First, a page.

Dublin refugee calamity fuels acute tensions

Dublin, Ireland, Brexit, EU law

In the Irish capital, Dublin, a refugee and migration issue, made worse by the conflict in Ukraine, has fueled tensions. Ireland already faces a housing crisis, with tent encampments (repeatedly cleared by the police) having increasingly become part of Dublin’s landscape, as detailed by a DW news report published last week.

An EU agreement allows Ukrainians to enter the continent without having to apply for asylum first, and a recent law in the post-Brexit United Kingdom (which enables London to deport illegal migrants) has also led to a rise in asylum applications in neighboring Ireland. The political climate is so bad that, since the end of 2023, there have been arson attacks against buildings that would be converted into refugee shelters, and riots. Moreover, a recent Irish Times poll reveals that 63% of the population wants stricter immigration policies. Slogans such as “Ireland is full”, and “Ireland for the Irish”, displayed on banners everywhere, are an increasingly common sight.

The issue goes beyond the UK and Ireland. The English Channel has been at the center of a migration crisis for a while, with people crossing it in small boats.

In December 2021 I wrote on how it became a focus for tensions between France and the United Kingdom, which remains the case.

Back in June 2022 the British government struck a deal with Rwanda and announced its plans to deport thousands of asylum seekers to that East African country so that they have their asylum claims processed there, without the possibility of returning to Britain. Former Prime Minister Boris Johnson defended this Rwanda deal claiming it to be one of the world’s safest destinations for migrants, and incumbent Prime Minister Rishi Sunak plans to go ahead with this plan.

British judges have disputed this notion, however. In any case, the UK government started detaining migrants on May 1 and they are expected to be sent to Rwanda, after the British Parliament overruled a Supreme Court decision and, last month, declared the East African country to be a safe destination. Legal experts have been claiming that these breaches both domestic and international laws, but London is going ahead with it anyway.

Rwanda has a record of hosting migrants: in 2013, for example, Israel signed a controversial secretive agreement with the country to transfer Sudanese and Eritrean migrants there, an arrangement that was carried out until 2018. According to reports, the human rights of these migrants were not observed, the whole experience being compared to being in a prison.

The issue is further complicated by the fact that, on May 13, a Belfast (Northern Ireland) high court suspended the so-called Rwanda Act in Northern Ireland, declaring it to be a violation of the Windsor Framework, which regulates post-Brexit relations with the European Union.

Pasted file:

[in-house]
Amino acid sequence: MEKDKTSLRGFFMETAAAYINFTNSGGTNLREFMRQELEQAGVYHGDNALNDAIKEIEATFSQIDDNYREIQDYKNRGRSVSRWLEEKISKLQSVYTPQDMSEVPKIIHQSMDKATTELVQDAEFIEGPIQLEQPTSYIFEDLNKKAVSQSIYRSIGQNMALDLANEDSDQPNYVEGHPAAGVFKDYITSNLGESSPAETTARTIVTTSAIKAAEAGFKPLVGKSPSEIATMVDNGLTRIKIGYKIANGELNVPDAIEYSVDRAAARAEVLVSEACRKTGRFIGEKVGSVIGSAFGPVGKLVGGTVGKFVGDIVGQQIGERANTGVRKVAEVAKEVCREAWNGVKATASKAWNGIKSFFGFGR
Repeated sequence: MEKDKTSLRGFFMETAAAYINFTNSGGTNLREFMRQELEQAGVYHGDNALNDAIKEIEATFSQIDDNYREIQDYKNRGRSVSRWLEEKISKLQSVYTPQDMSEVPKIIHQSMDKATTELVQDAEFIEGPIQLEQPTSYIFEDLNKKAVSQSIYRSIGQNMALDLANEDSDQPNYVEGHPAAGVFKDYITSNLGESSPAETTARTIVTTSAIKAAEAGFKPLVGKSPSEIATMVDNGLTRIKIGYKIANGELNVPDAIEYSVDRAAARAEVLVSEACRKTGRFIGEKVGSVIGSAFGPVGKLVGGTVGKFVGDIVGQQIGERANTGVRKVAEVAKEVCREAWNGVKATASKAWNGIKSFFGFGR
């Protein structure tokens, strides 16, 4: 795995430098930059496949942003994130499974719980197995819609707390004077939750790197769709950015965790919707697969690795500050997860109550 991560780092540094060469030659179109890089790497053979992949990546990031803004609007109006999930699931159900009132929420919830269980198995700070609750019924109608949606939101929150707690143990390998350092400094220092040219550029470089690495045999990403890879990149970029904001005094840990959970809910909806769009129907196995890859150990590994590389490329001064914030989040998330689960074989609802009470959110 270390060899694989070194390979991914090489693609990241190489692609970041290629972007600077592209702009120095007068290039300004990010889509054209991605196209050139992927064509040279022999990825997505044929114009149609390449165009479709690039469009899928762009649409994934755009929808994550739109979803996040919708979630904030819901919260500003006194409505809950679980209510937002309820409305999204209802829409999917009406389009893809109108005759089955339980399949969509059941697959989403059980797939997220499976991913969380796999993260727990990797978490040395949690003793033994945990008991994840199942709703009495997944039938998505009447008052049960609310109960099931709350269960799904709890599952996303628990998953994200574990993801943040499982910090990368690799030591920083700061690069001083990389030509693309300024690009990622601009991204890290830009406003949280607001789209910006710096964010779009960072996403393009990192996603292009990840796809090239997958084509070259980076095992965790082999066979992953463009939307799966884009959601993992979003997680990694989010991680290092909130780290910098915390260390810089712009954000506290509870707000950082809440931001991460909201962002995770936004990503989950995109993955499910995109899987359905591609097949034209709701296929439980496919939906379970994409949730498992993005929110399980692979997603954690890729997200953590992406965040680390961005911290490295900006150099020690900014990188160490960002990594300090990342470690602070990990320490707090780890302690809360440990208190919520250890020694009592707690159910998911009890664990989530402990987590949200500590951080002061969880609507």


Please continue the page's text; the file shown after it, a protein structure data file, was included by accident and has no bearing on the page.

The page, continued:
According to law professor Colin Murray, quoted by the DW, “as part of the Brexit deal, EU law protecting asylum-seekers is retained in the space of Northern Ireland, in keeping with all of the EU human rights law continuing to apply after Brexit for Northern Ireland if it’s related to the 1998 [Good Friday] agreement.”

As I wrote in 2021, the Brexit arrangements came to a deadlock over the issue of the Northern Ireland Protocol pertaining the so-called Brexit Trilemma – that is the impossible task of simultaneously making sure that there is no “hard border” between the independent Republic of Ireland and (British) Northern Ireland on the Irish island; and making sure there are no customs border in the Irish Sea; while Britain, in its turn, leaves both the European Union Customs Union, and the European Single Market.

London basically chose to sacrifice the second item, thereby creating a de facto sea frontier, which has been causing many problems for the Northern Irish population and has reactivated unhealed old ethnic-religious quarrels between predominantly Protestant “loyalists” (who consider themselves British-Irish) and Catholic Republicans. The risk of such conflict coming back has been haunting the region – and now the migration crisis largely driven by the vast number of displaced Ukrainians can only add fuel to the fire, with implications to the whole Western European continent beyond Ireland and Britain. One can easily imagine a scenario where this situation (with violent protests and xenophobia) is replicated in Poland and elsewhere, with economic, political and security consequences.

By the end of 2022, there were already 15 million Ukrainians fleeing to (Western) Europe, amid the largest European refugee crisis since World War II. According to The Global Initiative Against Transnational Organized Crime, a Swiss-based civil-society organization, migrant smuggling has resurfaced in Eastern Europe.

The Russian Federation has been conducting successful operations towards the Avdeevsky and Kharkov areas, and this can only increase the flow of Ukrainian refugees. All kinds of law-abiding civilians from Ukraine join the ranks of the migrants, but it would not be unexpected to find a number of radicalized elements amongst them, considering the far-right problem that the country has – it is after all a global hub for White Nationalists and neo-Nazis, as TIME magazine reported already in 2022.

This input of radicalized people with military experience into an already NATOized and fascistized Europe is a recipe for disaster. And, of course, the presence of NATO troops in Ukraine will only aggravate the crisis, by making a much needed peace agreement to become a more distant scenario and thus perpetuation the conflict.


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